Again, the preacher should/could do the following: 1) with a calendar in hand, determine which calendar dates or special occasions will be addressed; 2) plan at least a text and/or general direction for each of these sermons; 3) plan which Bible books will be used to “fill-in” around the special occasions. If the special occasions are on the limited side, the Bible book series become dominant. Preaching through Bible books should be the dominant pattern.

Recognize that planning for a year of pulpit work can happen in several ways. The preacher could devote retreat days to the task and develop the plan for the full year all at once, or the preacher could work by the quarter with the year in mind. In addition, planning/scheduling for a year of pulpit work could be done in a formal sense—rather complete, on digital file or on paper, with text and sermon development started for each sermon. Or, planning/scheduling for a year of pulpit work could be done less formally—not as much in writing but with the general ideas in mind. Or, planning/scheduling for a year of pulpit work could be done somewhere in-between these two approaches. Either way, it can be very beneficial for the preacher, his workload, and his quality preparation. This preacher recommends it to all of God’s proclamation servants.

Note that planning should be flexible. For instance, when Hurricane Michael hit the area on a Wednesday, this preacher needed to go a different direction with the sermon on Sunday, but the second Sunday, the next paragraph/passage in 1 John fit the congregation’s needs perfectly.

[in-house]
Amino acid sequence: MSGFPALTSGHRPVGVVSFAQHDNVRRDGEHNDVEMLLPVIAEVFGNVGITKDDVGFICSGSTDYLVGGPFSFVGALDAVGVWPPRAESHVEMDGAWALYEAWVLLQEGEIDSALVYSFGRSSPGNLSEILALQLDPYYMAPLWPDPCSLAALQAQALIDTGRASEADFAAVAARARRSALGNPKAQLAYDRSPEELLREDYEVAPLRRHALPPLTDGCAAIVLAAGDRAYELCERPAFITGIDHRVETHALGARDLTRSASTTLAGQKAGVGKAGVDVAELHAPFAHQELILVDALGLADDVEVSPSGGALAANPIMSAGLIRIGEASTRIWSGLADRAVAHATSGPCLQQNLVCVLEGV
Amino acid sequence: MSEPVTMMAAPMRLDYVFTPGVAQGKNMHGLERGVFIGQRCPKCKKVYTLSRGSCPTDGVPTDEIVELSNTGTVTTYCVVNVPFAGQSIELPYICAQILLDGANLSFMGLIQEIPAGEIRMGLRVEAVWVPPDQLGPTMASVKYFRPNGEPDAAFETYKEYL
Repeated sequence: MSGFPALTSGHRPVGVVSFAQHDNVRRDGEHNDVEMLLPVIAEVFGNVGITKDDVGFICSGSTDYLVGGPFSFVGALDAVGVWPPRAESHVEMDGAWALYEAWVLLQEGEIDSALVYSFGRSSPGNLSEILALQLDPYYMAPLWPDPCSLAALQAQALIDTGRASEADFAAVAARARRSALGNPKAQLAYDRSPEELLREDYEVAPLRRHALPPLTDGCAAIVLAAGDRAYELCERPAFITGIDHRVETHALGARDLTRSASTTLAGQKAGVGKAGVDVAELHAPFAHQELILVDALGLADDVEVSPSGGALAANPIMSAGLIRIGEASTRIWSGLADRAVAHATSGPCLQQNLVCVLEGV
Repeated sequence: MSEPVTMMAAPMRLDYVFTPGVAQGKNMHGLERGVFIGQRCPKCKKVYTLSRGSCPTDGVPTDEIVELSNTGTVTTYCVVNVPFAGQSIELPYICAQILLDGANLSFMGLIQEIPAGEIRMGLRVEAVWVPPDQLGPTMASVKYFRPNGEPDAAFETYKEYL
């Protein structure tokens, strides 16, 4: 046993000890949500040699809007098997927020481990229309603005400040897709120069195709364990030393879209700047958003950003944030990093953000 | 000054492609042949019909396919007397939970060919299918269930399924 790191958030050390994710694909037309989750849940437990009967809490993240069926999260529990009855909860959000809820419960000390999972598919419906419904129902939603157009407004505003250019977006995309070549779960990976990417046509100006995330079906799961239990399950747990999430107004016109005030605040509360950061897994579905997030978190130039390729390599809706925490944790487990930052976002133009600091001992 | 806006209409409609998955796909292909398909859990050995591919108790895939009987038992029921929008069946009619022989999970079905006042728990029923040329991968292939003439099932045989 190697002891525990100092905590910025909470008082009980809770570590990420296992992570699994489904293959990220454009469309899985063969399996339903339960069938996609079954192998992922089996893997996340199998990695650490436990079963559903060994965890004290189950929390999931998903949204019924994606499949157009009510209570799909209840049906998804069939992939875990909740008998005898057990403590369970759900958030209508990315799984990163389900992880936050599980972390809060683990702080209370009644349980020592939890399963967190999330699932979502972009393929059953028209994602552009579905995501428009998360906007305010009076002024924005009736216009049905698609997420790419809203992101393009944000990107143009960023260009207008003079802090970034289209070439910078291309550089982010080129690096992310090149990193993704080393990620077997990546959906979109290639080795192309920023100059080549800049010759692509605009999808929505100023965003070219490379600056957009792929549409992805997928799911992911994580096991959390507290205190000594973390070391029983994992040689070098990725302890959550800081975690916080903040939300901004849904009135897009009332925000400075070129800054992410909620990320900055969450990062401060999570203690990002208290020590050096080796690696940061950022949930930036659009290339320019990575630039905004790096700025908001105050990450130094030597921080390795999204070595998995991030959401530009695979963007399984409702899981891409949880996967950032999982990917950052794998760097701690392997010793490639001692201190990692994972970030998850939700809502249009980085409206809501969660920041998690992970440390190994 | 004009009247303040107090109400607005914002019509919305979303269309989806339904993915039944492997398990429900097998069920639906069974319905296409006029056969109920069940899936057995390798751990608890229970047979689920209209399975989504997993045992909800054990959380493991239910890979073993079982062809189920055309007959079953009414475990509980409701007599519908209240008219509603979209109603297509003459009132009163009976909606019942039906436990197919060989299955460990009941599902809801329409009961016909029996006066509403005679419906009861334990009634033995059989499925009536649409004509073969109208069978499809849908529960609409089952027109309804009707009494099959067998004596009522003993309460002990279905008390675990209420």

The above is primarily about planning for Sunday morning services. If the preacher is in a church in which he also has Sunday evening and/or Wednesday evening responsibilities, he simply must repeat the planning/scheduling process as many times as needed. In most cases, he will have less special occasions for emphasis in the evenings and can concentrate on more systematic expository preaching through Bible books.

What about planning/scheduling for the Sundays without some special emphasis and when the preacher is working through a Bible book? In a general sense, after diligent background work, the preacher should divide the Bible book into its paragraphs or sections that fit together. Then, he will move from paragraph to paragraph each week, preaching a text-driven sermon from the paragraph for the week. Each sermon should be a separate sermon on the text for the day but also have a solid connection to the context, themes, and purpose of the book as a whole. The preacher could schedule these sermons so that they fit well in-between some of the special emphases or just allow them to fall as they do (the Lord controls this), take a break for the special emphasis, and move back to the series the Sunday after the special emphasis. Finish the series whenever the paragraphs/sections are all treated and start another series the following Sunday. Some Bible books should be treated in their entirety; for others, the preacher may need to treat selected passages because of the length of the book or the needs of the congregation.


Robin Jumper is the Academic Dean at the Baptist College of Florida in Graceville, Florida.